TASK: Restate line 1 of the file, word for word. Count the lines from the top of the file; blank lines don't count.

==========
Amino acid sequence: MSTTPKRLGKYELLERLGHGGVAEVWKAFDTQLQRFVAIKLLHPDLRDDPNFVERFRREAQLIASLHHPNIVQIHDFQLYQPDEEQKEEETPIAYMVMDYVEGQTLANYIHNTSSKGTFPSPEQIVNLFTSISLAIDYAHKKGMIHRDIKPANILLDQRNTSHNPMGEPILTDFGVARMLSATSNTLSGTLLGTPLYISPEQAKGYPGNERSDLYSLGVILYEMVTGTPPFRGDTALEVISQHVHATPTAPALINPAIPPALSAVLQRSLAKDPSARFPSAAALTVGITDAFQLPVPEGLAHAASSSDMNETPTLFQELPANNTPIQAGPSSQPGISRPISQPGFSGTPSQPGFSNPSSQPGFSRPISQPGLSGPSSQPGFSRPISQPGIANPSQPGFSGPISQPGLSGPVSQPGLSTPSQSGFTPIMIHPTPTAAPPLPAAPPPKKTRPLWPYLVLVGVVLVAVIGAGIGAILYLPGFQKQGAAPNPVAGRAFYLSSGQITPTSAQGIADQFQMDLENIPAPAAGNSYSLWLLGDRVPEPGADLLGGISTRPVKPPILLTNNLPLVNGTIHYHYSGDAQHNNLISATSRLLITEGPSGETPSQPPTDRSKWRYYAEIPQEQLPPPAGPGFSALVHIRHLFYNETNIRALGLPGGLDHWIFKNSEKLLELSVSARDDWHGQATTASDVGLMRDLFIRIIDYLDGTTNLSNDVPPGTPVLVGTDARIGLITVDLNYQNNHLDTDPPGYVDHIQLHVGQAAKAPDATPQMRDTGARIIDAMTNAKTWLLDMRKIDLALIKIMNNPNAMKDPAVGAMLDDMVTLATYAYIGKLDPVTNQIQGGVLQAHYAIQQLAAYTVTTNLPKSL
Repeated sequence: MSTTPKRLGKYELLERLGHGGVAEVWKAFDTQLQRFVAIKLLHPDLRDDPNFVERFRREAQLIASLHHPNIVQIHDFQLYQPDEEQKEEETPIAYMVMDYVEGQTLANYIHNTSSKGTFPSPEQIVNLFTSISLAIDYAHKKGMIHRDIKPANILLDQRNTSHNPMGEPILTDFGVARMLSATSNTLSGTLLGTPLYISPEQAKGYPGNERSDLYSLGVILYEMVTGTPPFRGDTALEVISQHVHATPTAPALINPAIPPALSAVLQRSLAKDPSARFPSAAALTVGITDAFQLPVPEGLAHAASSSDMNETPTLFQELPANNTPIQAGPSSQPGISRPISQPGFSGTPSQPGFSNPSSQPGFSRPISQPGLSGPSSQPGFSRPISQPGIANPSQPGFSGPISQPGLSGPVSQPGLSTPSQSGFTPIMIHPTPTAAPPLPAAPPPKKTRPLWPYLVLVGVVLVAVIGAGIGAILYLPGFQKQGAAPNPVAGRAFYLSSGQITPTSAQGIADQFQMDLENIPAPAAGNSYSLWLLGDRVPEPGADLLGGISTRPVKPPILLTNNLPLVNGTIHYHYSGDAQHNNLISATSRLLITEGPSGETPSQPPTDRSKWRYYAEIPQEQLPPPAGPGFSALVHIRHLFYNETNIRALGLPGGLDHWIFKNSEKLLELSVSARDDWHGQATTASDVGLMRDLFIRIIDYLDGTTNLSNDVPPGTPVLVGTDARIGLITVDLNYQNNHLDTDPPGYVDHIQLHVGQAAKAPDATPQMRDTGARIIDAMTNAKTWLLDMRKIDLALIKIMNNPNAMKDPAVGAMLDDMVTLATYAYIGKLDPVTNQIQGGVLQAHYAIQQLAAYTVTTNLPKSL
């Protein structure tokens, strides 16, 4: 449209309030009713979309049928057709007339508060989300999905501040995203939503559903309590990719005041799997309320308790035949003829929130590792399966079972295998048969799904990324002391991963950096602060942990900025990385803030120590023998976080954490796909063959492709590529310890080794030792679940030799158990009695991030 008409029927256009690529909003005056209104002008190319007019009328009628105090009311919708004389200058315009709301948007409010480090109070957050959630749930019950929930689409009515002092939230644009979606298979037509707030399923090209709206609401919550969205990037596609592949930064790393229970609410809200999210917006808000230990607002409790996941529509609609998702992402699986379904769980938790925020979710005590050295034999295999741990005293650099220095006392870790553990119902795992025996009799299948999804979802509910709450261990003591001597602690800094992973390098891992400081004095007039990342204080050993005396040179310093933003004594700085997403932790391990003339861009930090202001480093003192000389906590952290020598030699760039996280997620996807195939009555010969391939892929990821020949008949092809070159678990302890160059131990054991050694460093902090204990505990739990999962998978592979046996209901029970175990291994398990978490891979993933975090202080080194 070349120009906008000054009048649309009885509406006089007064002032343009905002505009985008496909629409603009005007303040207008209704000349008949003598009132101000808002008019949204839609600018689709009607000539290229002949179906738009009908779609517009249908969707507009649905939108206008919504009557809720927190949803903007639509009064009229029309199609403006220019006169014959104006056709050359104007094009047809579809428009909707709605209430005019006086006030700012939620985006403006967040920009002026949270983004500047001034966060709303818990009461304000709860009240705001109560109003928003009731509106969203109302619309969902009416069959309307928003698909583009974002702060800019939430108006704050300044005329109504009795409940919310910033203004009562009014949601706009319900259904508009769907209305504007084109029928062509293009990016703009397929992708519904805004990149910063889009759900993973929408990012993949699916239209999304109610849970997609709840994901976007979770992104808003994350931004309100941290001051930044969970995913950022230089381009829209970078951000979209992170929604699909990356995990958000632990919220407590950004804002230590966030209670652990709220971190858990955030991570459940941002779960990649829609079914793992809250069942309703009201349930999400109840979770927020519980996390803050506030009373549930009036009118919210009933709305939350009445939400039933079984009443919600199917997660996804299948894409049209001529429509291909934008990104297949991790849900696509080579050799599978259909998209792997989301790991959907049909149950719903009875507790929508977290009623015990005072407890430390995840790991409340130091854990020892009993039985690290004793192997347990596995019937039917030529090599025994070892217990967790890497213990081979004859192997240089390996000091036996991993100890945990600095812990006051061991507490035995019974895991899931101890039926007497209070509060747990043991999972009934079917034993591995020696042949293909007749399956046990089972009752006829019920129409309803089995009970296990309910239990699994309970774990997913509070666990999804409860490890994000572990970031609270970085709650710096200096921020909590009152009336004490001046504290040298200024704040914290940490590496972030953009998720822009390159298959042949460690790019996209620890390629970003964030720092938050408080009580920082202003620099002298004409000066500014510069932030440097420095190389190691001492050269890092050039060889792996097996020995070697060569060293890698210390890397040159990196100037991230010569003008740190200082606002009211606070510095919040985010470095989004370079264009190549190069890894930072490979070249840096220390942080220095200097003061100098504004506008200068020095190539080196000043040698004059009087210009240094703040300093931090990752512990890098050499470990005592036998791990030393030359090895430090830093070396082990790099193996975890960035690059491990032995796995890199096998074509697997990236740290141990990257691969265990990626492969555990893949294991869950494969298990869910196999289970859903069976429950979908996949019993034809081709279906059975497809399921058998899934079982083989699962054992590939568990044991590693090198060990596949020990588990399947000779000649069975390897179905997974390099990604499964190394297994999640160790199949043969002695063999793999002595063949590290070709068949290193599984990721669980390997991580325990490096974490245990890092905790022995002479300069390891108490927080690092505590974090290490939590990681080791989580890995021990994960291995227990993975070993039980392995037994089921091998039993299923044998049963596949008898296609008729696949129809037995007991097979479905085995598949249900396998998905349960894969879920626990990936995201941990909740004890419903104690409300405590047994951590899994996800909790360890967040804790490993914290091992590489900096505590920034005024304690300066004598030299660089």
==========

Amino acid sequence: MSTTPKRLGKYELLERLGHGGVAEVWKAFDTQLQRFVAIKLLHPDLRDDPNFVERFRREAQLIASLHHPNIVQIHDFQLYQPDEEQKEEETPIAYMVMDYVEGQTLANYIHNTSSKGTFPSPEQIVNLFTSISLAIDYAHKKGMIHRDIKPANILLDQRNTSHNPMGEPILTDFGVARMLSATSNTLSGTLLGTPLYISPEQAKGYPGNERSDLYSLGVILYEMVTGTPPFRGDTALEVISQHVHATPTAPALINPAIPPALSAVLQRSLAKDPSARFPSAAALTVGITDAFQLPVPEGLAHAASSSDMNETPTLFQELPANNTPIQAGPSSQPGISRPISQPGFSGTPSQPGFSNPSSQPGFSRPISQPGLSGPSSQPGFSRPISQPGIANPSQPGFSGPISQPGLSGPVSQPGLSTPSQSGFTPIMIHPTPTAAPPLPAAPPPKKTRPLWPYLVLVGVVLVAVIGAGIGAILYLPGFQKQGAAPNPVAGRAFYLSSGQITPTSAQGIADQFQMDLENIPAPAAGNSYSLWLLGDRVPEPGADLLGGISTRPVKPPILLTNNLPLVNGTIHYHYSGDAQHNNLISATSRLLITEGPSGETPSQPPTDRSKWRYYAEIPQEQLPPPAGPGFSALVHIRHLFYNETNIRALGLPGGLDHWIFKNSEKLLELSVSARDDWHGQATTASDVGLMRDLFIRIIDYLDGTTNLSNDVPPGTPVLVGTDARIGLITVDLNYQNNHLDTDPPGYVDHIQLHVGQAAKAPDATPQMRDTGARIIDAMTNAKTWLLDMRKIDLALIKIMNNPNAMKDPAVGAMLDDMVTLATYAYIGKLDPVTNQIQGGVLQAHYAIQQLAAYTVTTNLPKSL